The British-registered Piper plane was flying from Cascais in Portugal and was heading to the airport in Hondarribia, which is close to Spain’s border with France.
Spanish news outlet El Diario Vasco said the plane was carrying two people who “could be British”.
Spanish media have reported the pilot may not have realised how low the plane was flying as there were misty conditions.
One witness said: “I heard the noise of the plane, followed by a crash and then everything was silent.”
One of the bodies was found last night and the second today when the search resumed.
Officials tweeted a video of rescuers working with ropes to get the wreckage close to the top of Mount Hernia.
The body of the victim recovered yesterday had multiple injuries leading investigators to believe they died instantly.
The plane was less than 50m away from the summit of the mountain, suggesting the aircraft could have been flying at an incorrect altitude.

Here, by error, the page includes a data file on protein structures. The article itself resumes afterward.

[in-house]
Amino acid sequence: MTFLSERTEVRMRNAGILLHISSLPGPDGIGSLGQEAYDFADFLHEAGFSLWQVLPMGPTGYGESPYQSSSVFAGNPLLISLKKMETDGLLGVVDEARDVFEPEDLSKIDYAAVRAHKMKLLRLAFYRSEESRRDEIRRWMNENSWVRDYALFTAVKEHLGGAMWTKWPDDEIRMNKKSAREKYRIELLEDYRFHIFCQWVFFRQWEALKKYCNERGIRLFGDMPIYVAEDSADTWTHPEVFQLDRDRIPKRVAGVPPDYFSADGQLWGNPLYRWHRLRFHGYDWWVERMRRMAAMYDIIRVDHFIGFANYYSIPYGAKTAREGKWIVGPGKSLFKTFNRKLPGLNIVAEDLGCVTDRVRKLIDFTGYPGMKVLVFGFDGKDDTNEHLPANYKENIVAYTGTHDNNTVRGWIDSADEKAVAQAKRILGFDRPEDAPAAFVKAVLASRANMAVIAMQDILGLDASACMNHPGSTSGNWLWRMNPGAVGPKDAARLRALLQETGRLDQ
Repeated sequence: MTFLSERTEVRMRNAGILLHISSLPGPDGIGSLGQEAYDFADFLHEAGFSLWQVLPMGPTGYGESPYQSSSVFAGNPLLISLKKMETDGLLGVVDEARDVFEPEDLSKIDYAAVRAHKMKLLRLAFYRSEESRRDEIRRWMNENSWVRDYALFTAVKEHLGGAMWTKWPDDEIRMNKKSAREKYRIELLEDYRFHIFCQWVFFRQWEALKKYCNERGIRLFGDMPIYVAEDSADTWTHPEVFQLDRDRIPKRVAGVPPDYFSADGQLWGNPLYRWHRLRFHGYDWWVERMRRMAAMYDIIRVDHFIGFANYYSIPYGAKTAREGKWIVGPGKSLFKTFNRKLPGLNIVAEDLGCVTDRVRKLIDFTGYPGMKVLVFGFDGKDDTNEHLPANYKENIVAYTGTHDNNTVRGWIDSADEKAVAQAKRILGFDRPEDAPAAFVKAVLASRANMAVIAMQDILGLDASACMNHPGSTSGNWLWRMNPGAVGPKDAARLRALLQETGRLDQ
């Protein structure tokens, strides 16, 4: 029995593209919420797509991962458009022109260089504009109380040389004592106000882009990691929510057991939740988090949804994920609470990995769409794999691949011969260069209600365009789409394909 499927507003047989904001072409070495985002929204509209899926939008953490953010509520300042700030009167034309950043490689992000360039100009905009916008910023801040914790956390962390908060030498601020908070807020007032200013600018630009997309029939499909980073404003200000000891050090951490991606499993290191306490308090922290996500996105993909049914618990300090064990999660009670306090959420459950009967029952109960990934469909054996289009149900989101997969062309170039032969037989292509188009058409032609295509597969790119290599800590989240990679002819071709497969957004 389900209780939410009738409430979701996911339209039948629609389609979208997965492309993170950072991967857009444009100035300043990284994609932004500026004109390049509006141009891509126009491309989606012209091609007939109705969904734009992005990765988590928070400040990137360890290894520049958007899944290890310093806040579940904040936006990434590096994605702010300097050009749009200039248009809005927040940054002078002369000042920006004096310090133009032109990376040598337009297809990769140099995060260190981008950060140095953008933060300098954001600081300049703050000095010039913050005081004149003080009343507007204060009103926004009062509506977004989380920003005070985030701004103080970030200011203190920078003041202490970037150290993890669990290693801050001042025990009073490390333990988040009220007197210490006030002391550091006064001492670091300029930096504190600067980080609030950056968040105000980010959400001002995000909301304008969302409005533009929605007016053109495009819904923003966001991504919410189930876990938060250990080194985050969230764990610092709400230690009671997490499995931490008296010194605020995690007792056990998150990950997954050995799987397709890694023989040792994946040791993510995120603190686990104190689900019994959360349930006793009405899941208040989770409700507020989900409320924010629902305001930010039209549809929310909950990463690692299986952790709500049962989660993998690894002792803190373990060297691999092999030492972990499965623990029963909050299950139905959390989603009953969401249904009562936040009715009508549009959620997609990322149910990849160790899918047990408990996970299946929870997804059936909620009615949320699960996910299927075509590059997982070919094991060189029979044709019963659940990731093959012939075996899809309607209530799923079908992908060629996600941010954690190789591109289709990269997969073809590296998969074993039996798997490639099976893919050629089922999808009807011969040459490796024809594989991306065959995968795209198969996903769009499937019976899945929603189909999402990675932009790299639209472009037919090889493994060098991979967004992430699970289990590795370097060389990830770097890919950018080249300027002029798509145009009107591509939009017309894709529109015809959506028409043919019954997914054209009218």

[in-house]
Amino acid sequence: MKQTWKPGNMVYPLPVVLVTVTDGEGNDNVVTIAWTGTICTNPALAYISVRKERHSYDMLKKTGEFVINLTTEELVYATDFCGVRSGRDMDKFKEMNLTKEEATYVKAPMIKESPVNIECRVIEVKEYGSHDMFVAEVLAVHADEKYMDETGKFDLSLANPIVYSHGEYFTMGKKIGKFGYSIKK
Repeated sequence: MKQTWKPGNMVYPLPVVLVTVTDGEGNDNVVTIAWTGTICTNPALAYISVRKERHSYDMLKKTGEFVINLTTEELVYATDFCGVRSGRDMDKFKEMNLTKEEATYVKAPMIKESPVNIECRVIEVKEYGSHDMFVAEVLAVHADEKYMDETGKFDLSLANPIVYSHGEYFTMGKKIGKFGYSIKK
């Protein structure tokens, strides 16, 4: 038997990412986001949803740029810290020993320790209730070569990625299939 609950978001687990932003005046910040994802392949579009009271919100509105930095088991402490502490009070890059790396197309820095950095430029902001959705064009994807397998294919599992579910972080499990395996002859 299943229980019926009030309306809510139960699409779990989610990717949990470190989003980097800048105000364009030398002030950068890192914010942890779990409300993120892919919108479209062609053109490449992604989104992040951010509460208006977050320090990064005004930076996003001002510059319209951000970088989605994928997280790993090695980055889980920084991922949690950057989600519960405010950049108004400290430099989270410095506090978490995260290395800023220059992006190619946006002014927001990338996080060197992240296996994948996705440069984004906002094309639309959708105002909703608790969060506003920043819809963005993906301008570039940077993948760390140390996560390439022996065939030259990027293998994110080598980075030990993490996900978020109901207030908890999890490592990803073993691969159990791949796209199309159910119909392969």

In a post on their Facebook page, the rescue team UVR Ertzaintza said: “Weather conditions are bad, we are making the necessary arrangements to make it safe for everyone. When everything is ready, we’ll start the descent.”
The emergency services said the rescue operation has been complex due to the mountain and the “unstable area”.
A Foreign and Commonwealth Office spokesperson said: “We are seeking further information from the Spanish authorities following a plane crash in Spain, and will do all we can to assist any British people who need our help.”
Since 2003, there have been nine deaths following plane crashes in the Basque Region.
Tires Airport near Cascais in Portugal, where the plane had taken off from, had given it permission for a requested change of route.
The pilot could be heard speaking to air traffic control with a Home Counties English accent.
Additional reporting by Gerard Couzens